Artist: Original Mechanical Mouse
When you hear the name of Joel Collinsworth's solo project, Original Mechanical Mouse, it's tempting to conjure the mechanical mouse from the Tom & Jerry cartoon (used by Jerry to fool Tom). But concentrate instead on original, for it's Collinsworth's uniqueness that sets OMM apart. The acoustic guitar arrangements can be haunting and spare (like John Frusciante's To Record Only Water for Ten Days) or quietly tender like Grandaddy's "Underneath The Weeping Willow."
And if I were to say that the vocals are fragile, fragility would evoke two distinct archetypes: the first, that of a pantywaste hipster, pale and gaunt from his recent conversion to veganism (not that there's anything wrong with that); and second, the vocals of old souls, all sturdy and aged, who come across as vulnerable in their art because they've lived a life (and seen some shit). It's the latter school that includes Neil Young; and it's to this class of song-writers that OMM belongs.
In addition to the memorable vocal, OMM's indie folk is notable for its poetic lyricism: "I saw the worst of it .... / But when the dope and booze finally put you down / I was not around .... / Lately I've been pouring on the dreams / Of you and me" ("Pouring On The Dreams"); "Someone to play them [love songs] / Like leaves on a pond" ("Leaves On A Pond"); and "And love is like a flower / You can hold it in your hand / It doesn't have a million dollars" ("His Better Life").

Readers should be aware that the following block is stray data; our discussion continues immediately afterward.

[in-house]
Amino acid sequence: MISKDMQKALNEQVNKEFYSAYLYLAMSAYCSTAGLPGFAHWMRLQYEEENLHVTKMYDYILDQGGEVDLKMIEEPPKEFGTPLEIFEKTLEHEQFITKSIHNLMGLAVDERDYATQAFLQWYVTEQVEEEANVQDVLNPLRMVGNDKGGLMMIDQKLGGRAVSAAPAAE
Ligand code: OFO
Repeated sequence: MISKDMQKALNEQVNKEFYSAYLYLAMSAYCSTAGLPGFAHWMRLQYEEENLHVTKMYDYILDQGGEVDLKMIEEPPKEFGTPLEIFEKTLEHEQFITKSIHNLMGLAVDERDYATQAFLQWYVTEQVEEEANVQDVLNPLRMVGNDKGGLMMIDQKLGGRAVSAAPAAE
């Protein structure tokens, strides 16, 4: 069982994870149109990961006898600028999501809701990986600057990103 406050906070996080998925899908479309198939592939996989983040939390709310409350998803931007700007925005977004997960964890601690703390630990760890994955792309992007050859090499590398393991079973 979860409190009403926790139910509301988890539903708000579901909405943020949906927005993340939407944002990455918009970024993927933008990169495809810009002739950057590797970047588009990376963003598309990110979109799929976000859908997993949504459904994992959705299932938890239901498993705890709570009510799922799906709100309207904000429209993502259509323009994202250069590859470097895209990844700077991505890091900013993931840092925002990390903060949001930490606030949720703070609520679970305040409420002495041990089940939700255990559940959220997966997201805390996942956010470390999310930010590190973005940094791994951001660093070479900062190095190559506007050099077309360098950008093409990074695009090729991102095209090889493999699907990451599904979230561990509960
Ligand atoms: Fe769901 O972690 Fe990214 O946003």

But the standout track is "The Boy Who Lived On Mars." As difficult as it is to add something of value to the space-based canon (owned by Bowie), OMM has done so here, introducing innocence to the visual quiet that is objects at a great distance, "There was a boy who lived on Mars / He practiced music with the stars .... / His light was yellow, red and blue / He sent messages along the Milky Way to you." But it's the artfully placed 'woo-hoo's that carry the lion's share of emotion.
Oh Yeah, Basement Tapes is a work of art recalling Neil Young at his most beautiful.
*** The author of this review, Roger Reed, plays the daouli for the following band: http://youtu.be/tMS73-1kCr8